I did the same thing during the first Geeks trip to Israel last year and came away with a wealth of apps, some of which I incorporated into my daily routine: See Tools the alpha geeks use. Back then, the list included Qik, TweetScan, FriendFeed, Skype, Bloglines, Pandora, Foxytunes, NetVibes, Socialthing, Seesmic, Adium — and it serves as an interesting snapshot in time of what tools some of the top Bay Area bloggers and technologists were using in spring 2008.

This time around there was more emphasis on social media services like Twitter as well as multimedia apps. Among the tools in the Geeks’ arsenal: Zemanta, Tweetdeck, HootSuite, PeopleBrowsr, Mindjet, Shopstyle and Friendfeed (Twitter and Facebook are givens). Remember, this is a partial, on-the-fly list of useful tools — intended to introduce readers to some apps they might not be using — and not a comprehensive list, and it also doesn’t take into consideration any of the startup apps’ we were introduced to in the UK.

Also, whether you’re a geek or not, please add your favorite tools in the comments so we can all learn what works for you!

Here’s our rundown:

JD Lasica

JD & MeghanFirefox, with occasional forays into Flock and Safari; Firebug and Zemanta plug-ins

WordPress, the open-source platform for my Socialmedia.biz and Socialbrite.org blogs

• I just started using HootSuite 2.0, a Web-based, Ajax-smart Twitter application that I find superior (so far) to the downloadable Tweetdeck and Seesmic Desktop apps. (I’m @jdlasica on Twitter.)

Zoho Writer and Zoho Sheets, which are superior to Google Docs (though I use the latter when forced)

Fetch tied to BBEdit, to manage files on my blogs’ servers

Snapz Pro X, to capture images and movies from any Mac computer screen

Flickr Uploadr, to batch-upload photos to my Flickr photostream

Paparazzi, a wonderful tool for Mac users to capture entire Web pages — even the portions that appear below the fold

zohoFinal Cut Express for almost all my video editing

Gmail for email and to store files in the cloud

Google Talk and Skype for most of my chats

Delicious for social bookmarking in the cloud

Google Reader to keep track of blogs and share stories to Socialbrite

Vimeo and Blip.tv for video sharing

VLC, the open source media player, to watch videos in almost any format

• Still alternating between iTunes and Pandora for my music jones

• Still trying to learn QuickSilver (so far unsuccessfully) for keyboard shortcuts. Considering LaunchBar.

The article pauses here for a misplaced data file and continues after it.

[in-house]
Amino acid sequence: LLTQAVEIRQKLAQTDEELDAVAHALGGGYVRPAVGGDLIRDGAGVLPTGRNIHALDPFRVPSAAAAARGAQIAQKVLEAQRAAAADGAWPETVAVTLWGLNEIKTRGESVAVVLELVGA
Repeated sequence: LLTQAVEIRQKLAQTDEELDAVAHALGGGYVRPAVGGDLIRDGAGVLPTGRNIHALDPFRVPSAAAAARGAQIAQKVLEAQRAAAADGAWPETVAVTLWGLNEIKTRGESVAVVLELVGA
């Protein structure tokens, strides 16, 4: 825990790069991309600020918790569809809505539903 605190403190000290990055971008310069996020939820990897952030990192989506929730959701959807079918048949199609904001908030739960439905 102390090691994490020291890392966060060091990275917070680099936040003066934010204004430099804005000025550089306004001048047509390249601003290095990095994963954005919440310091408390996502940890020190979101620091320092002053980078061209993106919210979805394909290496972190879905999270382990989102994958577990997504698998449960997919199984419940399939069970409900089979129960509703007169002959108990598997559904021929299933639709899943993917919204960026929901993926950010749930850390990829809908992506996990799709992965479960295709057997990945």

Google calendar to manage my events, though I need to get back to using Upcoming more.

Facebook for wasting time

iPhone apps: Google maps (for location), Stanza and eReader (for reading), experimenting with Twitterfon, Tweetdeck, Twittelator and Simply Tweet for Twitter, Evernote (for keeping notes online), Loopt and Google Latitude for geo-awareness, Yelp for restaurants, Rocket Taxi, iTalk and QuickVoice (for interviews and recording random thoughts)

Robert Scoble

Robert ScobleRobert — the former famed Microsoft blogger — has gone to an all-Mac household (“I like the OS better,” he says), though he runs Windows 7 using Parallels Desktop on his MacBook Pro laptop.

Robert generally chooses his apps to run in the cloud rather than buying OEM packaged software. “I’m trying to move my life completely to the browser. Ido everything on the Internet. The only thing I do locally is video editing,” for which he uses iMovie for his personal videos.

Some of his choice apps:

peoplebrowsrFriendfeed (“Friendfeed is my chat application.”)

PeopleBrowsr, for social media search

Mindjet, for mindmapping presentations

Tweetdeck, to manage Twitter

Seesmic, to post video and manage Twitter

Google Docs and Spreadsheets for free office applications

iPhone 3GS, SimplyTweet and whole bunch of other apps

iMovie

Howard Rheingold

Howard RheingoldFirefox

CopyPaste Pro: “If I had to recommend only one tool for Mac users, this would be it. It remembers the last 200 objects of any media type that I cut or copied to the clipboard.”

Skype for voice over IP

Google Talk for chat

Social Media Classroom (of course)

Diigo, a research and knowledge-sharing tool

socialmediaclassroomFinal Cut Express

GraphicConverter

Seesmic Desktop

Powerpoint

WordPress

iPhone GS for video and Mobypicture and Pixelpipe apps

“Sky” Schuyler

Sky Schuyler, CTO of the Dalai Lama Foundation, served as the tech lead on our trip and time and again generously shared information about his tech habits. Some of his favorite tools:

WordPress to power a long list of blogs

• Sky uses a Flip Mino recorder and occasionally its internal software to do rudimentary video editing.

FeedWordPress: Sky configured this plug-in to suck our individual blog feeds into the TravelingGeeks.com WordPress blog.

YARPP (Yet Another Related Posts Plug-in), a Firefox plug-in for Firefox that finds related posts within my blog and I have configured it with a special CSS so it also displays little thumbnails next to the suggested posts.

PGP to encrypt email and confidential data on his computer.

Google Docs, chiefly for sharing word docs in the cloud.

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June 14, 2009

How one company uses Web 2.0 tools to run and promote their business

David SparkEveryone wants to be more efficient, productive, and successful. We’re constantly seeking advice on Lifehacker. We gravitate toward any post entitled “How to …” or “Top tips to …” And we’re feeding self-help book publishers who dominate 25 percent of the publishing market.

Rarely, though, do we get an opportunity to see one person or one organization completely open up the kimono and show us step by step how they deploy all of these time and cost saving techniques to actually run their business.

Stephen Jagger

Stephen Jagger

Last week, Stephen Jagger (@sjagger), CEO of Ubertor (web pages for real estate professionals), Reachd (web marketing training courses) and Outsourcing Things Done (high level virtual assistants), spoke to a group of entrepreneurs of the San Francisco Entrepreneurs Organization (EO) at Samovar Tea House at the Metreon in San Francisco. Here’s a summary of his presentation in which he talks about each of the tools he uses and provides an explanation of the value it brings to his business.

While I had used all but one technology Jagger mentioned, it was really eye opening to see an organization deploy all of these tools and demonstrate the business value they provided in terms of connectivity, productivity, and cost savings.

Step one: Lose the offices – Jagger used to have office space that his companies were spending thousands of dollars a month to maintain. An opportunity arose where someone wanted to take over their lease. Instead of searching for some new office space, Jagger and team all decided to go virtual. While they saved a fortune on rent and maintenance, they needed to adopt some Web 2.0 technologies in order to stay in touch and conduct business.